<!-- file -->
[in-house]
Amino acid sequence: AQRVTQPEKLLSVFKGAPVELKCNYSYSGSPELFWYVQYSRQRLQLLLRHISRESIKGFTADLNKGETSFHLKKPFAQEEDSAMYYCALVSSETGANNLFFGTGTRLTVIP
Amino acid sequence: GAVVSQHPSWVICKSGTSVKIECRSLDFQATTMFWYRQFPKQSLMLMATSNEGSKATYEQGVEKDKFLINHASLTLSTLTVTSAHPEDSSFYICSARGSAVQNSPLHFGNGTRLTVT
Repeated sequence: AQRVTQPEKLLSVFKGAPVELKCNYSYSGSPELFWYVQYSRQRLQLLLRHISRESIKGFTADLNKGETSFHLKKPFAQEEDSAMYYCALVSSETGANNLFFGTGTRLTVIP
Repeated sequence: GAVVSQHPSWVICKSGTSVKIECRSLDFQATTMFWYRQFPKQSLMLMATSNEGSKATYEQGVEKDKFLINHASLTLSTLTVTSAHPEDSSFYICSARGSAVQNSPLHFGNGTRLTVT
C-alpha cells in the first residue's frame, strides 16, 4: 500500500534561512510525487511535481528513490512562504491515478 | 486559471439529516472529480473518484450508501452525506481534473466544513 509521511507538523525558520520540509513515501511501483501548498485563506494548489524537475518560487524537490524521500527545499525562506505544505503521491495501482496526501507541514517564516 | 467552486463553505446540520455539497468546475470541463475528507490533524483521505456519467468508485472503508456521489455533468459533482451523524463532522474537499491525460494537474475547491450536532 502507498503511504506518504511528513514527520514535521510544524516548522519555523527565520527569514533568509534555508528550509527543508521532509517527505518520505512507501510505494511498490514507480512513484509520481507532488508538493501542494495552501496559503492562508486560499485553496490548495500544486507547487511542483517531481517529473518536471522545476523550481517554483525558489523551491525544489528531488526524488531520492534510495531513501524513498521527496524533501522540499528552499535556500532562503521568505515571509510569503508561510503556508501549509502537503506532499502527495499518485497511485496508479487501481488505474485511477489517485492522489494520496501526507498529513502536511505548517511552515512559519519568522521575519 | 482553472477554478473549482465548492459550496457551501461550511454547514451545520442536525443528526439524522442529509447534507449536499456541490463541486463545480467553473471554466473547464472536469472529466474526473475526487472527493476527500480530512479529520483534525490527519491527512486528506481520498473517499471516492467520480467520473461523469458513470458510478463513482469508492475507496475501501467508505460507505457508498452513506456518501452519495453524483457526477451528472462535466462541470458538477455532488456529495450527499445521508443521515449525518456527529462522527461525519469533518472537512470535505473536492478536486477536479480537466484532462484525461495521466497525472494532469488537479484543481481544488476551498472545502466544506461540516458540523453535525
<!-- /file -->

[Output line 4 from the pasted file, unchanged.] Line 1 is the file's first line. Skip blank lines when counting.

Repeated sequence: AQRVTQPEKLLSVFKGAPVELKCNYSYSGSPELFWYVQYSRQRLQLLLRHISRESIKGFTADLNKGETSFHLKKPFAQEEDSAMYYCALVSSETGANNLFFGTGTRLTVIP